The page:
Basketball is still going strong, the athletes are more visible and accessible than ever, and the game is still exciting. The biggest thing to remember is fashion is cyclical. Trends come and go every 25-30 years. I mean, just look at mullets. Even they’re back. What does this mean for us, as basketball players? It means the WearTesters crew will buy new performance shoes for testing on release day, paying retail for most, while you, the consumer, can wait out most releases and reap great discounts as they transition to sale racks.
I know, most of you didn’t have much luck playing indoors this year. Hopefully this award helps you get an idea of what to go after when lockdowns are lifted. That said, on indoor courts, two shoes really stood out for traction, the Puma RS-Dreamer and the And1 Attack 2.0.
I used both of these shoes on multiple courts and could count on them to stop on a dime even if the court wasn’t worth a penny. The RS-Dreamer was the biggest surprise though as the pattern looks NOTHING like a typical basketball traction pattern. It had very little lateral design, but it stuck to everything. The Attack 2.0 was as I expected. One thing And1 almost always got right, even back in the 90s, was grip. It’s no different 20 years later. So which one is the best? I’ll go with the Puma RS-Dreamer, if only because of the unique look that still works great.
On the surface, if you have read our Instagram posts and reviews, this is a no-brainer, the Nike LeBron 18. But in the end, this race was not as clear-cut as I thought. At the end of year, the Nike Zoom BB NXT found my feet and this race became a LOT closer. In the end, however, the LeBron 18 won out. If you need a maximum cushioned shoe that is still flexible enough to get up and down the court, you can’t beat the LeBron 18. The combination of a heel 270 Max Air unit, full-length Zoom unit hiding inside of it, and the Cushlon carrier means for some, this shoe is too much cushioning. For me, my knees and back are HAPPY.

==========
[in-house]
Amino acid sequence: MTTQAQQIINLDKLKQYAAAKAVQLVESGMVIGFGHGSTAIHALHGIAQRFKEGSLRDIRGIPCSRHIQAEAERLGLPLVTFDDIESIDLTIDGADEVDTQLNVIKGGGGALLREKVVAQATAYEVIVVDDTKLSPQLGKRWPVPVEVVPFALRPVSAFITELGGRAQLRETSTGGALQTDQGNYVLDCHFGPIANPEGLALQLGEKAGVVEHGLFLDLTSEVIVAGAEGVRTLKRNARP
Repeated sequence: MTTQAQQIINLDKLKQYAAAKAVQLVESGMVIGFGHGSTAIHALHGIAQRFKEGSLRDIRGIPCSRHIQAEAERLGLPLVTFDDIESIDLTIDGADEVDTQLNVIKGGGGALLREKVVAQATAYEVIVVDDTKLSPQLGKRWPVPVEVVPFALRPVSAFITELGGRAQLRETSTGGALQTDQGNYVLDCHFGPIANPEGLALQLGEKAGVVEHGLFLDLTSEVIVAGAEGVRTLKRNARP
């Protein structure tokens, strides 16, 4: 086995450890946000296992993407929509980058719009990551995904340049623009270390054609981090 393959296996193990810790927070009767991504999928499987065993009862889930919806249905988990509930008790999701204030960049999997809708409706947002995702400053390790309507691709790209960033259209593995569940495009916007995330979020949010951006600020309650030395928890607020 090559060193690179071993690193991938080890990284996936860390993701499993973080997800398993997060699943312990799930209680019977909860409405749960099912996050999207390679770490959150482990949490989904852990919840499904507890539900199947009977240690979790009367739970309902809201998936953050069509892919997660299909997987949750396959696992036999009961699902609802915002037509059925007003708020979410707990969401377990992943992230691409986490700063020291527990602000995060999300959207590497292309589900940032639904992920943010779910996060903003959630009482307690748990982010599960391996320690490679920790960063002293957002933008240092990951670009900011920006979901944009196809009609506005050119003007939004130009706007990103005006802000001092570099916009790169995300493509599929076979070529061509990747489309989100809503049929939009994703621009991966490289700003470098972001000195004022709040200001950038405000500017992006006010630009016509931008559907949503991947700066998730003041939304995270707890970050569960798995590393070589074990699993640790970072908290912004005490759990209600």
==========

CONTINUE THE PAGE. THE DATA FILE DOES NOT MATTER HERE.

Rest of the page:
I am a SUCKER for raw, natural materials. One shoe had exactly what I was looking for, the Puma Clyde All-Pro Kuzma Mid. Supple leather upper, soft and smooth, breaks right in and forms around your foot like a, well, good leather shoe. Puma has made big moves in the last three years in basketball and one thing they rarely miss on is materials. If you’re not a fan of leather, for whatever reason, I would pick the Puma Clyde All-Pro Low or the Curry 8 as the best knits that are still light and playable.
With knit uppers, fit is often easy to get right (sizing, however…is a problem for some brands). The knit just wraps around the foot and folds/forms right where it needs to for a sock-like fit. With that being the case, here are the shoes I thought had the best fit: Curry 8, adidas Dame 7, Air Jordan 35, New Balance OMN1S Low, and my pick for best fit:
The Nike Zoom BB NXT. To be honest, this one was a spur of the moment pick. As I looked over the list of shoes I played in this year, I remembered how well the upper fit my foot, and even how when I laced loosely, I didn’t have much heel slip. When laced tightly, like I do when playing, there was no movement at all and no pain from lace pressure. The upper isn’t knit, but it’s a nice woven mesh and with plenty of internal padding and zero dead space.